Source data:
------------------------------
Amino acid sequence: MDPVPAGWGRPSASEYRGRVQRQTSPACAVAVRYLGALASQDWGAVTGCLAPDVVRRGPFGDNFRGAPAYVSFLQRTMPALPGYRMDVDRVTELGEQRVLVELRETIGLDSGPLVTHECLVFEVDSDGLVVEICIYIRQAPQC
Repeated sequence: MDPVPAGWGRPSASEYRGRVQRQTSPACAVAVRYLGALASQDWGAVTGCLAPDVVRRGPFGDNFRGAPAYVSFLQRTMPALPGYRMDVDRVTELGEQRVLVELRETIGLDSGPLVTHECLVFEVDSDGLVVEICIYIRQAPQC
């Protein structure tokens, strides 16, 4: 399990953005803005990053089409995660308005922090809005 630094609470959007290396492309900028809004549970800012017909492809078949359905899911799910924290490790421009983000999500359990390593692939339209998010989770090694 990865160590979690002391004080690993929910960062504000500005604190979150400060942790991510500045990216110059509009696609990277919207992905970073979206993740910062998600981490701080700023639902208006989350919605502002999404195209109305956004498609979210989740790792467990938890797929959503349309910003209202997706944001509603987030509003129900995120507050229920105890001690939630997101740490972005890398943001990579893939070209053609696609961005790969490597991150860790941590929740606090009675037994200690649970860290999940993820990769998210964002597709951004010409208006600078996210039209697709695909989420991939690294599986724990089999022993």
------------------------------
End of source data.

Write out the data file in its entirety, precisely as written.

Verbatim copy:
Amino acid sequence: MDPVPAGWGRPSASEYRGRVQRQTSPACAVAVRYLGALASQDWGAVTGCLAPDVVRRGPFGDNFRGAPAYVSFLQRTMPALPGYRMDVDRVTELGEQRVLVELRETIGLDSGPLVTHECLVFEVDSDGLVVEICIYIRQAPQC
Repeated sequence: MDPVPAGWGRPSASEYRGRVQRQTSPACAVAVRYLGALASQDWGAVTGCLAPDVVRRGPFGDNFRGAPAYVSFLQRTMPALPGYRMDVDRVTELGEQRVLVELRETIGLDSGPLVTHECLVFEVDSDGLVVEICIYIRQAPQC
């Protein structure tokens, strides 16, 4: 399990953005803005990053089409995660308005922090809005 630094609470959007290396492309900028809004549970800012017909492809078949359905899911799910924290490790421009983000999500359990390593692939339209998010989770090694 990865160590979690002391004080690993929910960062504000500005604190979150400060942790991510500045990216110059509009696609990277919207992905970073979206993740910062998600981490701080700023639902208006989350919605502002999404195209109305956004498609979210989740790792467990938890797929959503349309910003209202997706944001509603987030509003129900995120507050229920105890001690939630997101740490972005890398943001990579893939070209053609696609961005790969490597991150860790941590929740606090009675037994200690649970860290999940993820990769998210964002597709951004010409208006600078996210039209697709695909989420991939690294599986724990089999022993």